Humans are the most versatile, Half-Elves and Half-Orcs are almost there, and everyone else gets to pick from 3 of the 5 sources. If you included Tieflings I would give them Arcane/Divine/Martial and if you used Drow I would probably give them the same as Elves. If you aren't using the psionic source I would probably switch Elves & Drow to Arcane/Divine/Martial because hey, you need those Drow Clerics right?

Now unlike the Time of Legends idea this is definitely going to be a subset of 4E and may not be "fun" for hardcore 4E players, but I suspect older D&D players would like it just fine. I know I would be willing to give it a try. We also now have a WOTC precedent for it as the new Dark Sun campaign pretty much eliminates the Divine power source altogether and no one seems terribly upset by this. 

For the gods I would use the standard Greyhawk deities. Your divine players should be able to adapt pretty easily. 

Magic items: This could be a problem as 4E assumes a fairly high rate of magic item acquisition and disposal, higher than some may like. I don't have a huge problem with it because I can tell you that my 7th level fighter in 1E wasn't running around with a +1 sword, so I would probably just use the standard 4E approach and control the flavor of what items I included. For others though, the DMG2 has a good section on page 138 that describes how to go with a low-magic game and not wreck the mechanics. I like it and when I eventually run a 4E Greyhawk game  I may go with it just for the novelty to make sure GH feels different than the Realms.

For monsters, well between the 3 monster manuals out as I write this, you should have no problem recreating old favorite adventures. 

The only tricky area is almost a metagame one and that is planar cosmology. The new game has a simpler layout for the planes and it eliminates the Ethereal, Elemental (and para-elemental), Positive, and Negative material planes. However, this is not as drastic as it might seem.  We may have lost the + & - but we have gained the Feywild, a place where life is abundant, and the Shadowfell, the dark place that powers undead - sound familiar? The Astral plane is still the cosmic sea that everyone uses to get to the homes of the gods, and it's still patrolled by Githyanki and Astral Dreadnaughts. There is still an Abyss and a Nine Hells. Instead of distinct elemental planes there is the Elemental Chaos which is a mix of all of them - perhaps mortals have had an imperfect understanding of how these things are laid out all along. I don't see this as a real problem once you take a look at it and dig in a bit. If it helps a bit then just use the traditional names from 1E and the descriptions and mechanics from 4E and you should be fine.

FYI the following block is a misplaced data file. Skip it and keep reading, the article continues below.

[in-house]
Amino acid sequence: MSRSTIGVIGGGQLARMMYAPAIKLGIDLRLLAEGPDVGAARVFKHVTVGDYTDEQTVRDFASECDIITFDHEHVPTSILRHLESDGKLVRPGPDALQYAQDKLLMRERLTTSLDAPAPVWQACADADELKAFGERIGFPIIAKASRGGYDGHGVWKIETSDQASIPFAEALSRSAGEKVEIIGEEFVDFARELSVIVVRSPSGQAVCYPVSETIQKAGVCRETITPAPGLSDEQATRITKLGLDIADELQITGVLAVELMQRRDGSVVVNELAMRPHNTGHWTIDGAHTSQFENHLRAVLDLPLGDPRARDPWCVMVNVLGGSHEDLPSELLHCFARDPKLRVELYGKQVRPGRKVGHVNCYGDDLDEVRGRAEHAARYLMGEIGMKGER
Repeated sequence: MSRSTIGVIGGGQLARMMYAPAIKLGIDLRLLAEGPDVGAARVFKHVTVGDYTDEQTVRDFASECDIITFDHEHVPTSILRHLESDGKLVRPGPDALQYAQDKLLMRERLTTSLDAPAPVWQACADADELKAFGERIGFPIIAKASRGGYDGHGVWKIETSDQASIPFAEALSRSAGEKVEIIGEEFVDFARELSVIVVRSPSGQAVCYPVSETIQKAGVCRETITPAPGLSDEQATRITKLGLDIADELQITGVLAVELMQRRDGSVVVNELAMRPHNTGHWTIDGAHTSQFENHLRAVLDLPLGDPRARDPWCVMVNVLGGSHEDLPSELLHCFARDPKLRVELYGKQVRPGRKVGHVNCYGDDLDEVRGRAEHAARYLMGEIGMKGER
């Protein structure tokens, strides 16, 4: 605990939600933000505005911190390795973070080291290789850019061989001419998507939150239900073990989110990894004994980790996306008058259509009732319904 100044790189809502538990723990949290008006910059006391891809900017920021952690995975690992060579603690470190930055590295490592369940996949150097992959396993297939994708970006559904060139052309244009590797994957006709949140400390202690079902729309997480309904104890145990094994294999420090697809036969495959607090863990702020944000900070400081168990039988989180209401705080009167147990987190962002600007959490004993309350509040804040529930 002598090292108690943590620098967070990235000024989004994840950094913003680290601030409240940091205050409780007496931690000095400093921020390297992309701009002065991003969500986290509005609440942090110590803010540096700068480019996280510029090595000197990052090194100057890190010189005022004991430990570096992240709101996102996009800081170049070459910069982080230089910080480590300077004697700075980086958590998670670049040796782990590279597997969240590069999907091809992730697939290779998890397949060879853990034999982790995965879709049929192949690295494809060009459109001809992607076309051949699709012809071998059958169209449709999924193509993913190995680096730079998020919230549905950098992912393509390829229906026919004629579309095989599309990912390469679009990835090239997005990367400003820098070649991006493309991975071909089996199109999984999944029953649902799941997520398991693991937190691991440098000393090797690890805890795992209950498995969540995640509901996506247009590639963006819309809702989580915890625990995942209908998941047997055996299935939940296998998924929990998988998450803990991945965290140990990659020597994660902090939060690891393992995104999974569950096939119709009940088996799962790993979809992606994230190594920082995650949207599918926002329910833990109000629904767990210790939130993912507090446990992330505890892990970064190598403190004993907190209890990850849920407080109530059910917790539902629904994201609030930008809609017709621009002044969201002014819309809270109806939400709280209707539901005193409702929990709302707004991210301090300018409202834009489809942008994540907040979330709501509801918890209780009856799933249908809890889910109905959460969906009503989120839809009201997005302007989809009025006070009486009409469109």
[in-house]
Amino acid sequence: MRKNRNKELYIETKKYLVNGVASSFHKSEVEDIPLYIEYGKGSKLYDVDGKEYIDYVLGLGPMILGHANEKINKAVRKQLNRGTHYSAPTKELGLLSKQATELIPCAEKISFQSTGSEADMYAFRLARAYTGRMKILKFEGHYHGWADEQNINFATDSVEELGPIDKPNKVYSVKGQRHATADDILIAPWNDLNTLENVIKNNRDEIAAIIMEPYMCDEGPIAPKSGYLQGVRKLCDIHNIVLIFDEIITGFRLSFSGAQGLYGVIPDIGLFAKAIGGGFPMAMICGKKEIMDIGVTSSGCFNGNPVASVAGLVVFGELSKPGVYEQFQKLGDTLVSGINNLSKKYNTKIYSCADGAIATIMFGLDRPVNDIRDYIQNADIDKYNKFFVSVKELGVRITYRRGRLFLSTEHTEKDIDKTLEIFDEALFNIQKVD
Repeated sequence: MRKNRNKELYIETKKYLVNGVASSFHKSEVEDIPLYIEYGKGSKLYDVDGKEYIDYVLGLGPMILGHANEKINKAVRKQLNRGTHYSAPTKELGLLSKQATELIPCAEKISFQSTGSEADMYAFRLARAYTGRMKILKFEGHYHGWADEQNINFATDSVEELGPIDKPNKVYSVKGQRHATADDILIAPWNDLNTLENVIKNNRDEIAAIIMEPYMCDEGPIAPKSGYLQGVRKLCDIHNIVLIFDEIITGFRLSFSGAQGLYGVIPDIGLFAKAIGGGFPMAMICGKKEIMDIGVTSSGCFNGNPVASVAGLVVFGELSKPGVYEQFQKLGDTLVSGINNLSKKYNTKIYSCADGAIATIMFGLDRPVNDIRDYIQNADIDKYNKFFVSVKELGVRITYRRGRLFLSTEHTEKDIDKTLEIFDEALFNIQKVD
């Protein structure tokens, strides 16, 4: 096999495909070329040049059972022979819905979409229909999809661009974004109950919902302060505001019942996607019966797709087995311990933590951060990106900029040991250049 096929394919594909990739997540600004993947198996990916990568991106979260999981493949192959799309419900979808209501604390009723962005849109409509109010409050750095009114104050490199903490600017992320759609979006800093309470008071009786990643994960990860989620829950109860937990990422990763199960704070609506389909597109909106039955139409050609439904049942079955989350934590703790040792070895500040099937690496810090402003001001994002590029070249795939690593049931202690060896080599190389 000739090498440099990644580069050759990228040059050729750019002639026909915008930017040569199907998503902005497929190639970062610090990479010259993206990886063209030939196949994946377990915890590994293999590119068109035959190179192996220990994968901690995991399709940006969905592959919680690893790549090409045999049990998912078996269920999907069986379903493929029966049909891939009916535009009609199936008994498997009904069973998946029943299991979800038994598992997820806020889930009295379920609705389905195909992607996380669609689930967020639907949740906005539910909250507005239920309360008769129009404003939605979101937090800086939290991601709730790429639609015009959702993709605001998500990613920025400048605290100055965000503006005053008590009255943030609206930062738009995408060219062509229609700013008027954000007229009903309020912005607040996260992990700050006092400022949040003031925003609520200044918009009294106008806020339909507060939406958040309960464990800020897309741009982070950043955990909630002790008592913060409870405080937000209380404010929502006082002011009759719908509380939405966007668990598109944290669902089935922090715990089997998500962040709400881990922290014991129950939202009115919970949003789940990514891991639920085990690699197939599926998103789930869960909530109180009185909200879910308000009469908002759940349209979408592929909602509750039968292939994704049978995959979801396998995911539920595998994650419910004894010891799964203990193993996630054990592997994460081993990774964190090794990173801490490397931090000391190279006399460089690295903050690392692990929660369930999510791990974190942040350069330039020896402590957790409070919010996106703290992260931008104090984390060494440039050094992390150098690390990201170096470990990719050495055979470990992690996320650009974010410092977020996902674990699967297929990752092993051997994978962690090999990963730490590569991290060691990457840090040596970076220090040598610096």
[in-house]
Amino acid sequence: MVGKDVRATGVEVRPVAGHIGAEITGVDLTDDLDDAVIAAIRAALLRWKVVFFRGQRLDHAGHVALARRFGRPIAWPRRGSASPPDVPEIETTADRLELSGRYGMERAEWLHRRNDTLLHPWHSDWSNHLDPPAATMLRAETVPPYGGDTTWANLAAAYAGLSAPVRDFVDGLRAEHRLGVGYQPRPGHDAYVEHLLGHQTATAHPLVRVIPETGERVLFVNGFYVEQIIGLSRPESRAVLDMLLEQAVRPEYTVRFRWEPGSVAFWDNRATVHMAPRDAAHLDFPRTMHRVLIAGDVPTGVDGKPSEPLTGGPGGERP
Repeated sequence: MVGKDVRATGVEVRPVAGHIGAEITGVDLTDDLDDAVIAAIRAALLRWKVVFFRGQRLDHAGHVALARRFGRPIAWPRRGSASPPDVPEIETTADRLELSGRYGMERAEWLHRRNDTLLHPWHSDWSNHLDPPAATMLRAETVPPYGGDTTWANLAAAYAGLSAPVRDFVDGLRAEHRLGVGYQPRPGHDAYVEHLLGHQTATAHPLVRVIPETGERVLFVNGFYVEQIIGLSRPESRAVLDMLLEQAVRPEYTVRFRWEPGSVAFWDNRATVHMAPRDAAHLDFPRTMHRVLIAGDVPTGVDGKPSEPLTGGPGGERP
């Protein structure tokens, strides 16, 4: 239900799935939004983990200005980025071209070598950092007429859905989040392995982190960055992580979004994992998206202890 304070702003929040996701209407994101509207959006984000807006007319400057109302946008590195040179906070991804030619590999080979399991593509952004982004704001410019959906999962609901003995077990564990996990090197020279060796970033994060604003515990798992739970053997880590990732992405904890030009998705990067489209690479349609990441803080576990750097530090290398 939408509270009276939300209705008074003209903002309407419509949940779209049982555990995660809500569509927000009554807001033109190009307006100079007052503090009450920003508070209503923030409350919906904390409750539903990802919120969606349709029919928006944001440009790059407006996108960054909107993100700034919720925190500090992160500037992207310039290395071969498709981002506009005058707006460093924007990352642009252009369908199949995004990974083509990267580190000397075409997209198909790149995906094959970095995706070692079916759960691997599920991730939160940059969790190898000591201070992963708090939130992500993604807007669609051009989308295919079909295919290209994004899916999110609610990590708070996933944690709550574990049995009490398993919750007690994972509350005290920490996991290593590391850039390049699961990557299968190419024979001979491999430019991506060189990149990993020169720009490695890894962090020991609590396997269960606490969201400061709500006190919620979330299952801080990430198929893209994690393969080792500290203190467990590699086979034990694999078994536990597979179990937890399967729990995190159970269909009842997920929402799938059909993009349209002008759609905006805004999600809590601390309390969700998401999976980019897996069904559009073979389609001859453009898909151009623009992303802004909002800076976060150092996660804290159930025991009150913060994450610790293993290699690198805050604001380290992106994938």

Continuity - how would I handle this? Probably with a small timeline jump. Campaign currently in the 580's? Well after the events of Vecna Lives, it turns out the super-lich demi-god has been interfering with the normal flow of magic in the world for quite some time. After his defeat (not a bad way to close out a 1E or 2E campaign) magic gets a little stronger which explains where some of the new classes come from. I'd start things up 10 years after that and let your players move forward. Maybe just jump it up to CY 600, say the Great Kingdom is reunited and call it The New Era. Heck, start a new calendar and make it Year 1 of the new Era.